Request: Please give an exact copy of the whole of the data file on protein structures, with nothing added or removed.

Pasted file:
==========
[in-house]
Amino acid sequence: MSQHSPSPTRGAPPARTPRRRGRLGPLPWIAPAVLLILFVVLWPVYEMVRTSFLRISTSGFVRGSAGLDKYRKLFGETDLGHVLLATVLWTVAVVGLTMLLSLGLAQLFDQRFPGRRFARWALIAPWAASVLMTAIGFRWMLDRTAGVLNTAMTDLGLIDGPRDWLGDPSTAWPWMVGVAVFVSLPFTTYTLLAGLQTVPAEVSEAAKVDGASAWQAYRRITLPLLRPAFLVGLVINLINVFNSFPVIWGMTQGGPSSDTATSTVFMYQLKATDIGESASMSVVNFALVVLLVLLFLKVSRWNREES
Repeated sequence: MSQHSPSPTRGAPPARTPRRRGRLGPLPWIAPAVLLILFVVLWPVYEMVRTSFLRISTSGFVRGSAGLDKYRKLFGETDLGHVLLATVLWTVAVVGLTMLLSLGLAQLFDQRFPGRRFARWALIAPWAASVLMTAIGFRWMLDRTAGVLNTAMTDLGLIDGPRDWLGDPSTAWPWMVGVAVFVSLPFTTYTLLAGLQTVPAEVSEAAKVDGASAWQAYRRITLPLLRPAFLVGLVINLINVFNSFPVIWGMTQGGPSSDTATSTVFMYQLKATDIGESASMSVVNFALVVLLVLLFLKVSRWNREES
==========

[in-house]
Amino acid sequence: MSQHSPSPTRGAPPARTPRRRGRLGPLPWIAPAVLLILFVVLWPVYEMVRTSFLRISTSGFVRGSAGLDKYRKLFGETDLGHVLLATVLWTVAVVGLTMLLSLGLAQLFDQRFPGRRFARWALIAPWAASVLMTAIGFRWMLDRTAGVLNTAMTDLGLIDGPRDWLGDPSTAWPWMVGVAVFVSLPFTTYTLLAGLQTVPAEVSEAAKVDGASAWQAYRRITLPLLRPAFLVGLVINLINVFNSFPVIWGMTQGGPSSDTATSTVFMYQLKATDIGESASMSVVNFALVVLLVLLFLKVSRWNREES
Repeated sequence: MSQHSPSPTRGAPPARTPRRRGRLGPLPWIAPAVLLILFVVLWPVYEMVRTSFLRISTSGFVRGSAGLDKYRKLFGETDLGHVLLATVLWTVAVVGLTMLLSLGLAQLFDQRFPGRRFARWALIAPWAASVLMTAIGFRWMLDRTAGVLNTAMTDLGLIDGPRDWLGDPSTAWPWMVGVAVFVSLPFTTYTLLAGLQTVPAEVSEAAKVDGASAWQAYRRITLPLLRPAFLVGLVINLINVFNSFPVIWGMTQGGPSSDTATSTVFMYQLKATDIGESASMSVVNFALVVLLVLLFLKVSRWNREES